U.S. Pat. No. 6,027,525 to Suh, et al. describes a valve prosthesis comprising a series of self-expanding units affixed to a polymeric cover and having a valve disposed therein. Such devices are not suitable for cardiac valve replacement because of the limited ability to compact the valve disposed within the prosthesis. Moreover, such valve prostheses would be particularly undesirable for treating aortic valve defects, because the polymeric cover would obscure the ostia of the coronary arteries, both disrupting blood flow to the coronary arteries and preventing subsequent catheterization of those arteries. Accordingly, it would be desirable to provide a valve prosthesis that is self-expanding, yet permits the valve to be compacted to a greater degree than previously-known designs.
U.S. Pat. No. 6,682,559 to Myers, et al. also describes a valve prosthesis having an essentially tubular design. One drawback of such configurations is that relatively large horizontal forces arise along the coaptation edges of the leaflets and are transmitted to the commissural points. These forces may adversely affect the durability of the leaflets and lead to valve failure. In view of this, it would be desirable to provide a valve wherein the center of coaptation of the leaflets may be selected so as to reduce horizontal forces applied to coaptation edges of the leaflets and commissural points, thereby improving durability of the valve. In addition, it would be desirable to provide a valve design that more uniformly distributes horizontal forces over the coaptation edges of the leaflets, rather than concentrating those forces at the commissural points.
In an effort to more nearly recreate the force distribution along the leaflets of natural tissue valves, some previously-known valve designs include circular base portions having longitudinal projections that function as anchors for the commissural points, such as described in U.S. Pat. No. 5,855,601 to Bessler, et al. and U.S. Pat. No. 6,582,462 to Andersen, et al.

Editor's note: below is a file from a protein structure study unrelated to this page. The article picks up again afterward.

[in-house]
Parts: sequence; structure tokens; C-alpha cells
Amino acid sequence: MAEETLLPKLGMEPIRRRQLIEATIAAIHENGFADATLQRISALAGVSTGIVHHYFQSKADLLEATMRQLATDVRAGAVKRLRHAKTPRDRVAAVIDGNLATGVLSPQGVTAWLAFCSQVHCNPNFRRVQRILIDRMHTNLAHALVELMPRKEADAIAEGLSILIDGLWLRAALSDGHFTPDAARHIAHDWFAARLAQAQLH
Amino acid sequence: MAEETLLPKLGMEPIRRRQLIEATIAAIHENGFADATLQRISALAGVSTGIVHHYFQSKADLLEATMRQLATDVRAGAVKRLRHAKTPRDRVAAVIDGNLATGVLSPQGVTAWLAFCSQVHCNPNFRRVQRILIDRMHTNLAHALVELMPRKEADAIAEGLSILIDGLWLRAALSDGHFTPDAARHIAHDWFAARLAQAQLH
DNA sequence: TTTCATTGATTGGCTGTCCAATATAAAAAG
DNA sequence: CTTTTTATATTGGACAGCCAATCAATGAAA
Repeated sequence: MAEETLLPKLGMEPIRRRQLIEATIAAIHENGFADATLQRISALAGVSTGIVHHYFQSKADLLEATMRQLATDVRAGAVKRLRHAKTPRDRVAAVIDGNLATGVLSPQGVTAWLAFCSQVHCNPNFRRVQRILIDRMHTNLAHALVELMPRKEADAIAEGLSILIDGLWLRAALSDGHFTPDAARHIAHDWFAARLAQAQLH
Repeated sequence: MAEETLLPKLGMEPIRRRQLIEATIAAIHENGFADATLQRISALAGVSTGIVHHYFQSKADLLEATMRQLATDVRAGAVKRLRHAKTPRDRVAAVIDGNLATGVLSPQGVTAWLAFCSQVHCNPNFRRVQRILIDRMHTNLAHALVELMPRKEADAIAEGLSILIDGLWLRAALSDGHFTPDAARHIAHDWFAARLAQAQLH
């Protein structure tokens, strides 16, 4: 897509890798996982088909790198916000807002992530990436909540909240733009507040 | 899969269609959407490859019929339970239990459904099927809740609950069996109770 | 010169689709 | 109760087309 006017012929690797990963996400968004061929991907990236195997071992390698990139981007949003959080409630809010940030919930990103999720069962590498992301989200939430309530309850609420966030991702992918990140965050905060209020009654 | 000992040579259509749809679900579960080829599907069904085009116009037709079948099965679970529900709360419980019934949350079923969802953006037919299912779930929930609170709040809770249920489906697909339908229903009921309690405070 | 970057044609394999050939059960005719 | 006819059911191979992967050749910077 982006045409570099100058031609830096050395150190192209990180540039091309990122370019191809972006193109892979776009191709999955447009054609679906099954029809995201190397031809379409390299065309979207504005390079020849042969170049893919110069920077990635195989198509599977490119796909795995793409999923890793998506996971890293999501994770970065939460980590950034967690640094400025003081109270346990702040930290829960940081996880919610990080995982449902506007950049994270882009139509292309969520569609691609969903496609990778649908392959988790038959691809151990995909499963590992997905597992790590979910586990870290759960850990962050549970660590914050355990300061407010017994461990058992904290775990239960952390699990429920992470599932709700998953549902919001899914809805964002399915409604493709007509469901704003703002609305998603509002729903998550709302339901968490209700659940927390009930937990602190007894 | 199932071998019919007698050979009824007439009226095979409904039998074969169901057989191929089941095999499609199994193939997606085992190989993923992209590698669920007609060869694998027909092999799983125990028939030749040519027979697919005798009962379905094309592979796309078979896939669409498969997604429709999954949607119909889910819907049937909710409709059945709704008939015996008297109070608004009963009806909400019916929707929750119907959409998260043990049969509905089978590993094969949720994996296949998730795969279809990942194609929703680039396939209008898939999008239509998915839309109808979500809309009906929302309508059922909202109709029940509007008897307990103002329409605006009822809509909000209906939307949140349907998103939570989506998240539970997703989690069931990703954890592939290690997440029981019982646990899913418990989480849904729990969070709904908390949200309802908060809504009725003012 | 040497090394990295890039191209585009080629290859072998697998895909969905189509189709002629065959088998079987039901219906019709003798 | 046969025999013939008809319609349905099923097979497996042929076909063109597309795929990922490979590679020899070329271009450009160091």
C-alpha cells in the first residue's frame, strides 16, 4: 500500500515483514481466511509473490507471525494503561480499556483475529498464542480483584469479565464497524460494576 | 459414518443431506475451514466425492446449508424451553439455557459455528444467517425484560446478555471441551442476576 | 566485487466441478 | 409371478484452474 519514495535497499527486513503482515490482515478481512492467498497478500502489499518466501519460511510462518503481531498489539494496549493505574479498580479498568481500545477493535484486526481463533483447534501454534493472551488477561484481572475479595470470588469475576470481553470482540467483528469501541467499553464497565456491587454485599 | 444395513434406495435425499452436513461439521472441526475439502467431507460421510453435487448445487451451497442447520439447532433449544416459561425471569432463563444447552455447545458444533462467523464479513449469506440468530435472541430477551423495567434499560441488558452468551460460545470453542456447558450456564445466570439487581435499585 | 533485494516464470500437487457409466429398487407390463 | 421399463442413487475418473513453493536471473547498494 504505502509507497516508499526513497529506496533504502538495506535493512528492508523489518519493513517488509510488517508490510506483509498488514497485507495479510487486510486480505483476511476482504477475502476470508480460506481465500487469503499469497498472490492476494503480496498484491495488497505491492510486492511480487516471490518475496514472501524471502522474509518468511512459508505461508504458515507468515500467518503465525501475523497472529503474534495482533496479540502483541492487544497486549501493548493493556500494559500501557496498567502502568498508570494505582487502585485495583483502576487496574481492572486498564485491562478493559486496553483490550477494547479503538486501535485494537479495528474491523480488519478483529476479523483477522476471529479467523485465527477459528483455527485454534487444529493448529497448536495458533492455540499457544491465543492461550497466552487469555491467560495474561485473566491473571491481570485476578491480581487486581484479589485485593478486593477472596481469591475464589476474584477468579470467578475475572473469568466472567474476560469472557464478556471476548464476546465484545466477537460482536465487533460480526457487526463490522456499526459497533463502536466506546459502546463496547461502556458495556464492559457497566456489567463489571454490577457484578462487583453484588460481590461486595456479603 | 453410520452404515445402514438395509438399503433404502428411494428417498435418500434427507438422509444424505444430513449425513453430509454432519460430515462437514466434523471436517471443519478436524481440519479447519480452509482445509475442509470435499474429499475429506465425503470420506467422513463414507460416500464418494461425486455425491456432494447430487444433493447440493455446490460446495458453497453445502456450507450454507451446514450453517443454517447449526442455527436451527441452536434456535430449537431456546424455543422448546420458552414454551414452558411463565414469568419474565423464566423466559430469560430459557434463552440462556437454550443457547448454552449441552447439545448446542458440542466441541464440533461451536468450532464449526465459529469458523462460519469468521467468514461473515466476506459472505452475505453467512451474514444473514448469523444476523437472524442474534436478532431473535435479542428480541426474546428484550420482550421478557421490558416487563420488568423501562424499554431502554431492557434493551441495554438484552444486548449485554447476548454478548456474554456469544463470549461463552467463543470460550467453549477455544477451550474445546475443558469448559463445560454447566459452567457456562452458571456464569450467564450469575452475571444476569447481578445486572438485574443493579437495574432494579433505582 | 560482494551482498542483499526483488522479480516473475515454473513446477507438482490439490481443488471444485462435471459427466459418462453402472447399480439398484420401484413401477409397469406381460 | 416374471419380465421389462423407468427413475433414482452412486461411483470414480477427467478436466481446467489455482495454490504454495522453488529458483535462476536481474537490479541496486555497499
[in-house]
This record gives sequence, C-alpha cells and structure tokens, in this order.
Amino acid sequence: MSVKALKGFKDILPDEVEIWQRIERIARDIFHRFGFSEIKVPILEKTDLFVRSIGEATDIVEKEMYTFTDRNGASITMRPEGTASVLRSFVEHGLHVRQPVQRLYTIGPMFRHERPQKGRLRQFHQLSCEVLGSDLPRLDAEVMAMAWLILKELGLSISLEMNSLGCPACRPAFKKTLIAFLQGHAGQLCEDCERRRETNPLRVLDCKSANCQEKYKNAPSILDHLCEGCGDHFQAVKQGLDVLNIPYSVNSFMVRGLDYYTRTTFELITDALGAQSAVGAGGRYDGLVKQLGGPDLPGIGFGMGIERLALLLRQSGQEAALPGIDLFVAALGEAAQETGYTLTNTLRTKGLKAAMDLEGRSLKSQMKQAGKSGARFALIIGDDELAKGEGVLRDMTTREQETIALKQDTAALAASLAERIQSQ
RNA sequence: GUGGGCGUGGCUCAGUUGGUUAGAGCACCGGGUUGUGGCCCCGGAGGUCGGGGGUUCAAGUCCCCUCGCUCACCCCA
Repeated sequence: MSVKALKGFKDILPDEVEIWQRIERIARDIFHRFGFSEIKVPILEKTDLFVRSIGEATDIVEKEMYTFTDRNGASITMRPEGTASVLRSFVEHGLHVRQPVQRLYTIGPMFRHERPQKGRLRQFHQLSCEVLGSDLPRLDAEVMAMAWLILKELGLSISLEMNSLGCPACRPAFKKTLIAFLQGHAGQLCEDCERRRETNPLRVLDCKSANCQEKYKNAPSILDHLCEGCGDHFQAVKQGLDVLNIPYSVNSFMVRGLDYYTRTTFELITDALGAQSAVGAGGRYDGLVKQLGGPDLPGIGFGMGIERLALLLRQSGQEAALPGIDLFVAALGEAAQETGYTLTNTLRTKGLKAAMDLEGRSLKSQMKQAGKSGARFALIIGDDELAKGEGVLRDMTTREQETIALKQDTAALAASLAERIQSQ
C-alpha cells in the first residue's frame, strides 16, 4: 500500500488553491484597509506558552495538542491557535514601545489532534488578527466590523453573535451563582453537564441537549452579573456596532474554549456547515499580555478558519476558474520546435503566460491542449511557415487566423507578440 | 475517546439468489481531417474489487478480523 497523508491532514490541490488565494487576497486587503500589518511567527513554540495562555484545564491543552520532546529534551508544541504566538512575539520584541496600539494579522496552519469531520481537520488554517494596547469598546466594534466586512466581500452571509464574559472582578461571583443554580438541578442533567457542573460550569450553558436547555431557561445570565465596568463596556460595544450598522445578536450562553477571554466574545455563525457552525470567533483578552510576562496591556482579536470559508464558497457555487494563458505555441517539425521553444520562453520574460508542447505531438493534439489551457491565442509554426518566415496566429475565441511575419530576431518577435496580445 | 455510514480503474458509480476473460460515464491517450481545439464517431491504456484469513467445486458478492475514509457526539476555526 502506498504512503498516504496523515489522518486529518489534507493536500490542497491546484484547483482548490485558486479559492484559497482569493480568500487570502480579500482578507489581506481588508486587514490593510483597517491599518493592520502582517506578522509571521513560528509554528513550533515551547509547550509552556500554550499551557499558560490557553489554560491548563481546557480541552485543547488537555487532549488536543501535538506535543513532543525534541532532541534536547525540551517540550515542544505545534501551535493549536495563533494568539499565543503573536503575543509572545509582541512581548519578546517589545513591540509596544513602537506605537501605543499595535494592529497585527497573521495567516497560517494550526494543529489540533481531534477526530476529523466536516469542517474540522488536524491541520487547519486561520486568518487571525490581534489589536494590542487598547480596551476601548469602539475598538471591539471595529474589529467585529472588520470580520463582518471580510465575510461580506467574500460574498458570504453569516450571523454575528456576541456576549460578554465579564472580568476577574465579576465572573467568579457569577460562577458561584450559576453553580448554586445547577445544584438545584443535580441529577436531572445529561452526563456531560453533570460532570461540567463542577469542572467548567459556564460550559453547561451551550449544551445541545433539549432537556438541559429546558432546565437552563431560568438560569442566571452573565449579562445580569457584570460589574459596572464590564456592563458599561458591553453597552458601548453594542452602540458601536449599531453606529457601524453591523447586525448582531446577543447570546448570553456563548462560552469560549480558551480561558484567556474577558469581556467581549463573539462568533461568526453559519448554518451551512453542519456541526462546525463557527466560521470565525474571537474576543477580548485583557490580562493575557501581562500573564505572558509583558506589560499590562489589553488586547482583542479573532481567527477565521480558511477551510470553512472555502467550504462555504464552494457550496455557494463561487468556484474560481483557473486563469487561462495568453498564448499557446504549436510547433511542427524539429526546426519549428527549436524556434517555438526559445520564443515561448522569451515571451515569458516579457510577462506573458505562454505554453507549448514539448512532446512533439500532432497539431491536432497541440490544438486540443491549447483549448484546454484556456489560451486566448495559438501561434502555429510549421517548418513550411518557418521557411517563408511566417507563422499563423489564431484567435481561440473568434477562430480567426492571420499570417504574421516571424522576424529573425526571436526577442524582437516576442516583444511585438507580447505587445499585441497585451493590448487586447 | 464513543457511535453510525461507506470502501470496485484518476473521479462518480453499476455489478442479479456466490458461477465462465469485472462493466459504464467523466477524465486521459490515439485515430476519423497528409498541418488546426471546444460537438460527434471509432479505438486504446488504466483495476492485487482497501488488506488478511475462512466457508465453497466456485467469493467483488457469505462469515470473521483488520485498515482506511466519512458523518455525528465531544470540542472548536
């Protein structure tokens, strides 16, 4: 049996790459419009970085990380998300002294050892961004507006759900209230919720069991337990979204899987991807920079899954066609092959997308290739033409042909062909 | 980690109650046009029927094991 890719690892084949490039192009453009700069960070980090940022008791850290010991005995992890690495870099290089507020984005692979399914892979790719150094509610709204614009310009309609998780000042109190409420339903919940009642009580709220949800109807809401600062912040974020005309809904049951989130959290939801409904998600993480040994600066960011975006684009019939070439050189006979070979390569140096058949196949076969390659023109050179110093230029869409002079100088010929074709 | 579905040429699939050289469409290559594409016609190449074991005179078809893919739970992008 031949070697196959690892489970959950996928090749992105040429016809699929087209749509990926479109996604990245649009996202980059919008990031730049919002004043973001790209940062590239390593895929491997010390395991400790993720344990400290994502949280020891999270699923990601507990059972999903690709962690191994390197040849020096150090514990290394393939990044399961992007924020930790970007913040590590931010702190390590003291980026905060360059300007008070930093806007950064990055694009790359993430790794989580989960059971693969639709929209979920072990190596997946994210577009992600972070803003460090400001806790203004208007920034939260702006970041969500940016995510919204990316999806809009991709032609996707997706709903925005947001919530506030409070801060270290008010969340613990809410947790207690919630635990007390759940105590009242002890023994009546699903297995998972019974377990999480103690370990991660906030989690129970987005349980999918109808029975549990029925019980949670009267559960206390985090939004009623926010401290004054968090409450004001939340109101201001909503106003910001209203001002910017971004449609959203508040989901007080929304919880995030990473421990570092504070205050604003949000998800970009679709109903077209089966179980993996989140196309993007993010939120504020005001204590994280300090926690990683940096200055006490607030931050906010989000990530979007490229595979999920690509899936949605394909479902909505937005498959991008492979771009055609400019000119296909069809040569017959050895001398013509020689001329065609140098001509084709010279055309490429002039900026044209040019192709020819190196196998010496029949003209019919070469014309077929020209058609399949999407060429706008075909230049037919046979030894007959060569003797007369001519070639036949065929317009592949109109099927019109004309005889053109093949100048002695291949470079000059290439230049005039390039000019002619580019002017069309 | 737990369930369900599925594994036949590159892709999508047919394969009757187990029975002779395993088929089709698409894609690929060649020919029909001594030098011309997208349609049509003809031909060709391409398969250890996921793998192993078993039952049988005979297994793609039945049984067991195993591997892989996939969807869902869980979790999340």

While the valve prostheses of Bessler and Andersen may be readily collapsed for delivery, those designs are susceptible to problems once deployed. For example, the longitudinal projections of such prostheses may not provide sufficient rigidity to withstand compressive forces applied during normal movements of the heart. Deformation of the commissural anchors may result in varied forces being imposed on the commissures and leaflets, in turn adversely impact functioning of the leaflets. In addition, because the exteriors of the foregoing valve prostheses are substantially cylindrical, the prostheses are less likely to adequately conform to, and become anchored within the valve annulus anatomy during deployment. As a result, cyclic loading of the valve may result in some slippage or migration of the anchor relative to the patient's anatomy.
In view of the foregoing, it would be desirable to provide a valve that is capable of conforming to a patient's anatomy while providing a uniform degree of rigidity and protection for critical valve components. It therefore would be desirable to provide a valve prosthesis having portions that are capable of deforming circumferentially to adapt to the shape of the pre-existing valve annulus, but which is not susceptible to deformation or migration due to normal movement of the heart. Still further, it would be desirable to provide a valve prosthesis having a multi-level component that is anatomically shaped when deployed, thereby enhancing anchoring of the valve and reducing the risk of migration and perivalvular leaks.
In view of the foregoing, it is an object of the present invention to provide a valve prosthesis that overcomes the drawbacks of previously-known designs, and which may be implanted using open surgical, minimally invasive or percutaneous implantation techniques.
It is also an object of the present invention to provide a percutaneously-deliverable valve prosthesis that reduces the risk of leaflet damage during deployment of the prosthesis.
It is a further object of this invention to provide a valve prosthesis that reduces the risk of perivalvular leaks resulting from elastic recoil of the prosthesis following deployment.
It is another object of the present invention to provide a valve prosthesis that is self-expanding, yet permits the valve to be compacted to a greater degree than previously-known designs and permits ready access to adjoining anatomical structures, such as the coronary arteries.
It is a still further object of the present invention to provide a valve in which the center of coaptation of the leaflets may be selected so as to reduce horizontal forces applied to coaptation edges of the leaflets and commissural points, thereby improving durability of the valve.